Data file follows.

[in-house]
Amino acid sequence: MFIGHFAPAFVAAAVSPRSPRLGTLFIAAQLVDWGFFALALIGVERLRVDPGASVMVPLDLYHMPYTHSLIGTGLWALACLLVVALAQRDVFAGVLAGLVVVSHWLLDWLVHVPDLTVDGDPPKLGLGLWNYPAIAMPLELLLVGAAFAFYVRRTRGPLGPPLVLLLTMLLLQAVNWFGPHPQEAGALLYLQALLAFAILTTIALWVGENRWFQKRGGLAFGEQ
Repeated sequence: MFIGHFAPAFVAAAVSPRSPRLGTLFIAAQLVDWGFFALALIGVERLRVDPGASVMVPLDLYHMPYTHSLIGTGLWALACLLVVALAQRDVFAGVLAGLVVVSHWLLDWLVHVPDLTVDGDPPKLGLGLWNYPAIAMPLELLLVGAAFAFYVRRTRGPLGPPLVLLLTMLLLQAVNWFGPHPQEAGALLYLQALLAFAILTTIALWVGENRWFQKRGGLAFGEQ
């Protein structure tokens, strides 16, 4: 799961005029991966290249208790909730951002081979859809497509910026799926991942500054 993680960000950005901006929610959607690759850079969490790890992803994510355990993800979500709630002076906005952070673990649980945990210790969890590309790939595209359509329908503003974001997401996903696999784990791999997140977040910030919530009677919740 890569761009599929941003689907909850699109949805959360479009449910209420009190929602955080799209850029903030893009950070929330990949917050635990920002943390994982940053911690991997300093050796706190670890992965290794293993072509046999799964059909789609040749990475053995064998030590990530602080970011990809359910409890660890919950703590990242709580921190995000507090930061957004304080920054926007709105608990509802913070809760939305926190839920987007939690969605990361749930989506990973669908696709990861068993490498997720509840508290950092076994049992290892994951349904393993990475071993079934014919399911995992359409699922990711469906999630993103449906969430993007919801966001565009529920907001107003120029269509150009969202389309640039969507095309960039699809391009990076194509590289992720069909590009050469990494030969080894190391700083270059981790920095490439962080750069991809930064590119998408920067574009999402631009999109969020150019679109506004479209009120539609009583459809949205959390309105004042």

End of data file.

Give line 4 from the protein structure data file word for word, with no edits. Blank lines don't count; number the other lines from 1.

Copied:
């Protein structure tokens, strides 16, 4: 799961005029991966290249208790909730951002081979859809497509910026799926991942500054 993680960000950005901006929610959607690759850079969490790890992803994510355990993800979500709630002076906005952070673990649980945990210790969890590309790939595209359509329908503003974001997401996903696999784990791999997140977040910030919530009677919740 890569761009599929941003689907909850699109949805959360479009449910209420009190929602955080799209850029903030893009950070929330990949917050635990920002943390994982940053911690991997300093050796706190670890992965290794293993072509046999799964059909789609040749990475053995064998030590990530602080970011990809359910409890660890919950703590990242709580921190995000507090930061957004304080920054926007709105608990509802913070809760939305926190839920987007939690969605990361749930989506990973669908696709990861068993490498997720509840508290950092076994049992290892994951349904393993990475071993079934014919399911995992359409699922990711469906999630993103449906969430993007919801966001565009529920907001107003120029269509150009969202389309640039969507095309960039699809391009990076194509590289992720069909590009050469990494030969080894190391700083270059981790920095490439962080750069991809930064590119998408920067574009999402631009999109969020150019679109506004479209009120539609009583459809949205959390309105004042």